Evidence that the recall campaign against Michigan House Education Committee Chair Paul Scott, R-Grand Blanc, was a union-run, outside operation is piling up. That wouldn’t mean the recall was in any way illegal. But if true, it could mean that claims by the recall group “Citizens Against Government Overreach” that the petition drive was a local grassroots effort are just political rhetoric.
A week and a half ago Capitol Confidential quoted Grand Blanc Public Schools Superintendent Mike Newton making the observation that he didn’t see many Grand Blanc teachers working the petition drive.
“It really seems to have basically been organized across the state,” Newton said. “You have people from the AFL-CIO coming in. I don’t know that first hand, but that’s what I’ve been told. That’s what seems to be taking place.”
Dave Doyle, who is working with the Michigan House Republicans to overturn the recall, said a preliminary glance at the petitions would seem to verify Newton’s comment.
“It looks like from 25 to 50 percent of the petitions were collected by people from Detroit and the City of Flint,” Doyle said. “Apparently they were paid somewhere from $3 to $4 per signature. We’ve noticed possible problems with some of those petitions.”
Last Friday — the deadline date — the Scott recall campaign turned in 12,200 signatures, well more than the 9,446 required to put Scott’s name on the ballot for a recall election in November. The fact that many of those who collected the signatures were from outside of Scott’s district would not make the signatures in any way less legitimate. However, it might increase the likelihood of duplications and other possible mistakes that could potentially knock the total down below the required 9,446.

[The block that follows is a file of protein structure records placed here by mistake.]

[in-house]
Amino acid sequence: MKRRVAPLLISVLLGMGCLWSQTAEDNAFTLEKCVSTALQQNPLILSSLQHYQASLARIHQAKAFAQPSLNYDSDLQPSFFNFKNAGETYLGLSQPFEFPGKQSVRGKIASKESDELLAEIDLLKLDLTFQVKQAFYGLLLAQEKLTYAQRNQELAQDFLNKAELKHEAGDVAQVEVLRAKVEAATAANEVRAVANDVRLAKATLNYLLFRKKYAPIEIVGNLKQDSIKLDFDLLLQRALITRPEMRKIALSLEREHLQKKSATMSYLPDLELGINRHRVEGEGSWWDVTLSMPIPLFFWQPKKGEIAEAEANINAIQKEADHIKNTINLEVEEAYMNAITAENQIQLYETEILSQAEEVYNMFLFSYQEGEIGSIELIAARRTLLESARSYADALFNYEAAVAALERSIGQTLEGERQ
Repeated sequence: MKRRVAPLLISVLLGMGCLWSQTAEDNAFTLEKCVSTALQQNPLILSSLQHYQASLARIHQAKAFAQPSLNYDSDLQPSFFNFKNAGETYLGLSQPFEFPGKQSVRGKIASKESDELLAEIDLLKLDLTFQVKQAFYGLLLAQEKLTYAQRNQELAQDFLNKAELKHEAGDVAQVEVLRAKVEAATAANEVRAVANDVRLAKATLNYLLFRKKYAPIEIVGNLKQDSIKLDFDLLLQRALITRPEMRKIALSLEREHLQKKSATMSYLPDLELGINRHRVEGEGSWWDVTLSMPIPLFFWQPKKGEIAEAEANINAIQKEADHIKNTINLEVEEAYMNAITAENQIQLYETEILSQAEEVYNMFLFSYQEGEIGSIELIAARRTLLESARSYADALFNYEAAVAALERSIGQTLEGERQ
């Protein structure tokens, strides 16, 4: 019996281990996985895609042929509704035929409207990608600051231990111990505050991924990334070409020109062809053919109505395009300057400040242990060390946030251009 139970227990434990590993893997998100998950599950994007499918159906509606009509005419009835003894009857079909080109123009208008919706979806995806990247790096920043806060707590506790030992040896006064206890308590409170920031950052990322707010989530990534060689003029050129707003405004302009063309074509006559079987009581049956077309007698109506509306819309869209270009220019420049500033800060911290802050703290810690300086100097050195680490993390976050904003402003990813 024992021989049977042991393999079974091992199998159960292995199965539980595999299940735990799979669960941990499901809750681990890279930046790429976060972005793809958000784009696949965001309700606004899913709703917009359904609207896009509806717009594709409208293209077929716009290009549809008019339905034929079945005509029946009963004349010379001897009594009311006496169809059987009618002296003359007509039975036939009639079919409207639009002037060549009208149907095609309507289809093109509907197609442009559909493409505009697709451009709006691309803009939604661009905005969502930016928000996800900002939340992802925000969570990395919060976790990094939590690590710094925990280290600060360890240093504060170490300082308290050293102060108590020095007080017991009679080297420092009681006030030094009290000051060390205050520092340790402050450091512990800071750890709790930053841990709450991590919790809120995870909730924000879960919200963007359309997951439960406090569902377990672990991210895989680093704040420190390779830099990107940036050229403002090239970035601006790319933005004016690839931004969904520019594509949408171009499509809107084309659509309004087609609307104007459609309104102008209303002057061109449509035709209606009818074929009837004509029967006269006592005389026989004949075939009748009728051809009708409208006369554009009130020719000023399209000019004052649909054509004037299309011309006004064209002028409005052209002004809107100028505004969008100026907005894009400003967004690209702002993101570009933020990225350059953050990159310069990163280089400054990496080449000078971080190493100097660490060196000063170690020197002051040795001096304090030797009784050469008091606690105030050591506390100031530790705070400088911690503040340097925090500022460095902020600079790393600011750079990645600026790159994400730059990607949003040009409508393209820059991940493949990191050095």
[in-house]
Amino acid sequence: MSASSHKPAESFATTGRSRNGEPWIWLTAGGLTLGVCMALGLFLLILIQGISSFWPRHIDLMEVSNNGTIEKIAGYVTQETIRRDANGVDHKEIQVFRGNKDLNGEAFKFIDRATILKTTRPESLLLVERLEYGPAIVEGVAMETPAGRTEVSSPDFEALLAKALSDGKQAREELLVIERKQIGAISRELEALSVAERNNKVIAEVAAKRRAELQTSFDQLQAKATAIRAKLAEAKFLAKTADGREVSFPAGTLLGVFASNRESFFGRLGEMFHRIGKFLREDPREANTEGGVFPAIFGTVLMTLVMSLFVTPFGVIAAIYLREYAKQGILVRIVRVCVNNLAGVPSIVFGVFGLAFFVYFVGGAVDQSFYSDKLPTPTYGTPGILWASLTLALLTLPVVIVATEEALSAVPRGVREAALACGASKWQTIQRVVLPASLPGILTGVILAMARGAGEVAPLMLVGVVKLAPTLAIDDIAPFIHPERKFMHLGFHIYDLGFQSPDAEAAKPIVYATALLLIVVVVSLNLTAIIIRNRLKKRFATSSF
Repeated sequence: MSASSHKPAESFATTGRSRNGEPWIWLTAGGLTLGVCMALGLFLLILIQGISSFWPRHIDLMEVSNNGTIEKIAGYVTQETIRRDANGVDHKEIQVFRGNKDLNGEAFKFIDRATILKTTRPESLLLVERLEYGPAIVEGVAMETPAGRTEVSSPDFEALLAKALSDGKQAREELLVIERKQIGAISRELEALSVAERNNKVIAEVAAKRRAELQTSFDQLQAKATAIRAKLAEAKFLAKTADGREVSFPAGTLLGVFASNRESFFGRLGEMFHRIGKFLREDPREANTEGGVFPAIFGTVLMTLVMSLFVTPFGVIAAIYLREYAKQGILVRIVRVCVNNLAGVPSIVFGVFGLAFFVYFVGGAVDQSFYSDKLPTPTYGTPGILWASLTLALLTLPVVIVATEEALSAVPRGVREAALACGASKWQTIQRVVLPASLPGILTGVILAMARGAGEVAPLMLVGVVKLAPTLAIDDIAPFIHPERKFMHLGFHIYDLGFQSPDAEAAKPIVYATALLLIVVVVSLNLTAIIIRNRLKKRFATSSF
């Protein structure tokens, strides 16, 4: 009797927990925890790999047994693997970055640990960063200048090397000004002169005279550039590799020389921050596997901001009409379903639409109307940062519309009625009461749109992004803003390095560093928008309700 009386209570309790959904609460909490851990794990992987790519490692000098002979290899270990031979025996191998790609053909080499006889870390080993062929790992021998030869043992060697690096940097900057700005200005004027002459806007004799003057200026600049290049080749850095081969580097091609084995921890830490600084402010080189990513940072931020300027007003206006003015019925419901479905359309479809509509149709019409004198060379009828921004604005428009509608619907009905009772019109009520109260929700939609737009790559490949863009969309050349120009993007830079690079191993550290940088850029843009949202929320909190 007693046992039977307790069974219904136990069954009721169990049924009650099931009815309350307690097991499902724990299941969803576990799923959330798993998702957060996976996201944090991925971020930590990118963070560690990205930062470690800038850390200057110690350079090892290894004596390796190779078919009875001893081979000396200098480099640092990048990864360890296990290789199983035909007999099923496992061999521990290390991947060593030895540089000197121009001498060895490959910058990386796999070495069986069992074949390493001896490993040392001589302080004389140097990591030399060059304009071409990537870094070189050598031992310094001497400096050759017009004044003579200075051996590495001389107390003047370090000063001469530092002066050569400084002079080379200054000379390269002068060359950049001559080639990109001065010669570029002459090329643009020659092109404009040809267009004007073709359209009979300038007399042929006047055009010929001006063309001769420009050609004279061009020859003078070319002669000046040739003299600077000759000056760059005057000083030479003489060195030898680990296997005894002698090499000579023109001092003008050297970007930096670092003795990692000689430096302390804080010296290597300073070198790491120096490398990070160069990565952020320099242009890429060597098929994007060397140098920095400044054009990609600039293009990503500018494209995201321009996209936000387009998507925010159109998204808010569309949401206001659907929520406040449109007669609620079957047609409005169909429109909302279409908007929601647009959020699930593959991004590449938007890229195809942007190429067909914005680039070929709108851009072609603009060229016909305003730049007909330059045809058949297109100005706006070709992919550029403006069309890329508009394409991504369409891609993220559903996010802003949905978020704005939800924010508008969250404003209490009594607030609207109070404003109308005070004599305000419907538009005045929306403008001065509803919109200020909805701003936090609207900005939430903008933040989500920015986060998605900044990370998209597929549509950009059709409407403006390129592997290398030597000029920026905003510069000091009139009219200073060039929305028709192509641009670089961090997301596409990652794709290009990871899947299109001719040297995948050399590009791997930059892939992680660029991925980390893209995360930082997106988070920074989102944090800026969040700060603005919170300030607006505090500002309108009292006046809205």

It’s widely believed that East Lansing-based Practical Political Consulting was hired to play a key role — and possibly even a coordinating role — in the recall effort. Mark Grebner, president of PPC, is considered one of the state’s top, if not the very best, experts on legislative recalls. He and his company were instrumental in killing the initial attempt to recall former House Speaker Andy Dillon in 2008.
“We’ve been told Grebner was involved, or at least that they used Grebner’s lists,” Doyle said. “But we have no way of verifying that at this point.”
Grebner is a compiler of political lists used by campaigns of all sorts to quickly identify and contact like-minded voters. Grebner gave no comment when asked to verify whether he or his company was involved in the Scott recall.
Doyle said no one on Scott’s side of the issue is willing to concede that Scott will even have to fight a recall election this fall.
“We have the signatures to look over and there’s also the appeal,” Doyle said. “I thought the arguments on the appeal were pretty compelling.”
Scott appealed a recent decision by the Genesee County Election Board that the language on the petitions was clear enough for signature collection. The Genesee County Court did not deal with the appeal.